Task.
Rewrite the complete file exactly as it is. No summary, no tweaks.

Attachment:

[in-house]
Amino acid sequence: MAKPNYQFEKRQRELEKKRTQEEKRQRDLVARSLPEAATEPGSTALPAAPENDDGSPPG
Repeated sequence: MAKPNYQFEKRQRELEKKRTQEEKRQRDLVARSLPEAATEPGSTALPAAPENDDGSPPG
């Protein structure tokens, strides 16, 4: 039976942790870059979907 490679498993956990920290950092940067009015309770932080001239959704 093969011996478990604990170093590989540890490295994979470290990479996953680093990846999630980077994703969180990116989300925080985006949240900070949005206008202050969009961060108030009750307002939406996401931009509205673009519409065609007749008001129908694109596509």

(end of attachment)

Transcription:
[in-house]
Amino acid sequence: MAKPNYQFEKRQRELEKKRTQEEKRQRDLVARSLPEAATEPGSTALPAAPENDDGSPPG
Repeated sequence: MAKPNYQFEKRQRELEKKRTQEEKRQRDLVARSLPEAATEPGSTALPAAPENDDGSPPG
């Protein structure tokens, strides 16, 4: 039976942790870059979907 490679498993956990920290950092940067009015309770932080001239959704 093969011996478990604990170093590989540890490295994979470290990479996953680093990846999630980077994703969180990116989300925080985006949240900070949005206008202050969009961060108030009750307002939406996401931009509205673009519409065609007749008001129908694109596509």